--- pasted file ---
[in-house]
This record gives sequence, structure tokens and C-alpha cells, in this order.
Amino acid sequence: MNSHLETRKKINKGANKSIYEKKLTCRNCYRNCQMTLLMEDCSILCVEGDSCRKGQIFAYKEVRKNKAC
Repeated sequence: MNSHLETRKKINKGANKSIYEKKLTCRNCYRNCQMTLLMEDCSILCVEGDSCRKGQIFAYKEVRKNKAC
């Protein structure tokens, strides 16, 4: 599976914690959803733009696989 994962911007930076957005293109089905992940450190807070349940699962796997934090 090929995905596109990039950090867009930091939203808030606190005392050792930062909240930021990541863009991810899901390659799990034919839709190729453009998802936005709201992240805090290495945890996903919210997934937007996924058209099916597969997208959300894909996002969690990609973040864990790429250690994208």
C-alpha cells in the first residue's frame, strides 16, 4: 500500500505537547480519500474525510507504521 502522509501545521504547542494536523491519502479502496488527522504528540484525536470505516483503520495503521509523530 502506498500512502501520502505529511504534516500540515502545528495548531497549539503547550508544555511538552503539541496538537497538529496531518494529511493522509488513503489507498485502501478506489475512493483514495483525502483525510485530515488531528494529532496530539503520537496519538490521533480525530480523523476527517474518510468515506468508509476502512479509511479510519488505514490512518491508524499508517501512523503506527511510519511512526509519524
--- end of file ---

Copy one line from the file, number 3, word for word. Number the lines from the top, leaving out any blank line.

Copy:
Amino acid sequence: MNSHLETRKKINKGANKSIYEKKLTCRNCYRNCQMTLLMEDCSILCVEGDSCRKGQIFAYKEVRKNKAC